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Fast Comment USFed Chairman Powell strikes a bullish tone on the economy

  1. Powell says rates can continue to rise gradually
  2. Outlook for growth remains strong, aided by fiscal policy and firmer global demand
  3. March rate increase appears to be 'a done deal'; risk of four increases this year is increasing
New Fed Chairman Powell appears in his first semi-annual testimony to Congress
It was never expected that the new Fed Chairman (Jerome Powell) in his first semi-annual testimony to Congress would rock the markets with any significant signals of changes to the monetary policy trajectory outlined by his predecessor. This proved to be accurate, as there were no big surprises in his prepared remarks that largely echoed the signals from the latest FOMC statement and the subsequent minutes of last month's meeting. As such, we do not expect the testimony to lead to any significant reactions in financial markets, as his testimony most likely will not alter the current market pricing for the Fed, which following recent re-pricing is currently more aligned with Fed's own projections. In fact, the testimony might actually be perceived as slightly positive for equities, we believe, as Powell struck an upbeat tone on the economy without signaling any need for a more significant tightening of monetary policy than what has been priced in already. We now await the actual testimony to the House Financial Services Committee, and particularly the subsequent Q&A session, to see if there are any new signals, even though we doubt that would be the case.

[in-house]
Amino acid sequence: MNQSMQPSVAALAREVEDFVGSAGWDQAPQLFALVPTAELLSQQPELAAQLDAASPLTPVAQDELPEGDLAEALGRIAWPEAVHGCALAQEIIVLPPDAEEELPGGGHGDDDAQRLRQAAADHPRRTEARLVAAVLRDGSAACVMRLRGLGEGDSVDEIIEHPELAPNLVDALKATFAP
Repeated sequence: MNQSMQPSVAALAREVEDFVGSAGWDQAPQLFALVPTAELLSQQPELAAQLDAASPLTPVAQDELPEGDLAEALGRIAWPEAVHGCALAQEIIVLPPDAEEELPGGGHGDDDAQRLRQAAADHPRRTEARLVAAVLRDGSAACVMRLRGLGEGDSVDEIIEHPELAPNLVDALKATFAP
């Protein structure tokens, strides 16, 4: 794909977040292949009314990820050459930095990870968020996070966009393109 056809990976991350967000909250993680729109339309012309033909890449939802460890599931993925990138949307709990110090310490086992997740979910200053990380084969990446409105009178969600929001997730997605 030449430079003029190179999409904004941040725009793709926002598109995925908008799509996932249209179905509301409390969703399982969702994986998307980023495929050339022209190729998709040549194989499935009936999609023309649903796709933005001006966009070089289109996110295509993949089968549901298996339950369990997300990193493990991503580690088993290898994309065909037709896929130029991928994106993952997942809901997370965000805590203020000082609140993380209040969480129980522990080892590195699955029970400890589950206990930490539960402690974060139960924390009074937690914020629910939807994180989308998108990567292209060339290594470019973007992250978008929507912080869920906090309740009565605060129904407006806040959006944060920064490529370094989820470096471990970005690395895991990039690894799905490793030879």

Upbeat outlook for the economy
Powell adopted an upbeat tone with regard to the outlook for the US economy. However, this was probably hard to avoid and was also expected in light of the recently added fiscal stimulus to the economy. As such, Powell said that some of the headwinds that the economy has faced in previous years have now turned into tailwinds, as fiscal policy has turned more to stimulus and as foreign demand has firmed. Furthermore, Powell sees no marked negative impact on the economy from the recent bout of heightened market volatility, and judges that financial conditions remain accommodative. As such, he indicated that "further gradual increases in the Fed funds rate" seem warranted.
March rate increase is 'a done deal', and the risks are on the upside
In our view, the testimony locks in the outlook for a rate increase at the upcoming FOMC meeting in March, which is also almost completely priced into the futures market. For the trajectory of monetary policy for the rest of the year, much will depend on the inflation trend and inflation expectations. As Congress adds stimulus to an economy already close to or beyond full employment, and with some inflation pressure already appearing in the pipeline, it is clear that Powell faces a more precarious path than his predecessor. With debt-financed fiscal stimulus set to accelerate the economy at the same time as the Fed was trying to gently hit the brakes, there will be a larger degree of combativeness between fiscal and monetary policy. As highlighted in our Global Macro Forecast Update in January, we have been worried that inflationary pressures would begin to mount, and since then, fiscal policy has become even more loose. In this light, we will most likely have to revise our growth outlook for the US economy upward and the risk of an overheating economy that pushes wage growth and consumer price inflation higher could be increasing. Thus, even though there were no new signals in that direction from Powell today, the risk, in our view, is currently tilted toward more rate increases this year than the current Fed median projection of three further increases.


Jes Asmussen

Chief Economist Denmark

Denmark and The Netherlands

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